Women in Ministry: Avoiding Overscheduled Lives

Women in Ministry: Avoiding Overscheduled Lives

We all know that bills, home repairs, children and their demands, relationships, and work stress can take a toll on us. When we add volunteer work in school, the community, or church, even hobbies and previously enjoyable ministry work can overwhelm and fatigue us. As women often entrusted with the role of family nurturer and caregiver, our instincts are to take on everyone else’s stress as well. Sometimes we are telling everyone else that it’s all going to be okay, and we are feeling quite the opposite ourselves: unable to sleep or function in our once calm and enjoyable lives.

We have the tendency to focus on the negative when we feel that pleasurable activities have become a burden. In our last post on women and burnout in ministry, we learned that we all go through the same stress cycle, and that many times this cycle is so familiar to us that we just allow, rather than stop, the destructive patterns of behavior. While we aren’t suggesting that any of us deliberately seek destructive patterns, we can all admit that we do tend to take on too much sometimes and then seem to think that it is our responsibility to handle the stress on our own.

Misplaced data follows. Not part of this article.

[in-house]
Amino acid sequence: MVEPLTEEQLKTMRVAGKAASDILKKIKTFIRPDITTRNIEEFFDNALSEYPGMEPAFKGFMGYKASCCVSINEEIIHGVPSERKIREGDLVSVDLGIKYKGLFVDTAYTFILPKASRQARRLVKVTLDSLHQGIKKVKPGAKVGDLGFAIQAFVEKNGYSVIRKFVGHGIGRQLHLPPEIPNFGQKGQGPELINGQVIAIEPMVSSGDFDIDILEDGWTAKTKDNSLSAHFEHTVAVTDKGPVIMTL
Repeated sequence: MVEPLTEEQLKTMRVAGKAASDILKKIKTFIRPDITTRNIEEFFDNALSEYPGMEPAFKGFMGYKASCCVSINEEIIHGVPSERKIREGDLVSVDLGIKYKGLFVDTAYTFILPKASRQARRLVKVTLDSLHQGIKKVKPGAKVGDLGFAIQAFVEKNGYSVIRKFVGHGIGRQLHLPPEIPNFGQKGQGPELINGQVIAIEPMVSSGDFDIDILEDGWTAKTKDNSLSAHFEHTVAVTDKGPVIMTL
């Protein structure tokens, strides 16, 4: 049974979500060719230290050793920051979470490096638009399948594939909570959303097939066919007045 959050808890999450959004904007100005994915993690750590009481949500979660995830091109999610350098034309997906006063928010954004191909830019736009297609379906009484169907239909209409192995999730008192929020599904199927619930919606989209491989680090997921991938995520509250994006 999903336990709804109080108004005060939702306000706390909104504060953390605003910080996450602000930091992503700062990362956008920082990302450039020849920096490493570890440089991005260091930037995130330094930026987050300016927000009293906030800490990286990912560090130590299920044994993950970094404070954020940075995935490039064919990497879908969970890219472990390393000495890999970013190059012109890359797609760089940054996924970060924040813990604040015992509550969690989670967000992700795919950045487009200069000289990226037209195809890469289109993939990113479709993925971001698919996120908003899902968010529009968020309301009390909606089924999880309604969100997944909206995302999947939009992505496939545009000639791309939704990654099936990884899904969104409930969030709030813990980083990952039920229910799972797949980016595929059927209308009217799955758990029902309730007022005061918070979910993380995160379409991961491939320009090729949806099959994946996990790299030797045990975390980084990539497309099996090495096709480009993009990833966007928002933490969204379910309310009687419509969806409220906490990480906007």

However, if we remember that God sends so many truly good things our way, we can begin to focus on the positive in life again, despite having many roles as mother, wife, employee, and/or ministry leader. We can all enjoy the sunset at the end of a long day spent at work, tending to family, or working in ministry. And we can all appreciate the comfort of a warm bed, a meal prepared just for us, conversations with our children and friends, and the devotion of a husband or other close family member. These things help us. They refocus us. We need to begin to see as everyday blessings—the ebb and flow of a busy life that also allows for downtime and the simple enjoyment of the little things.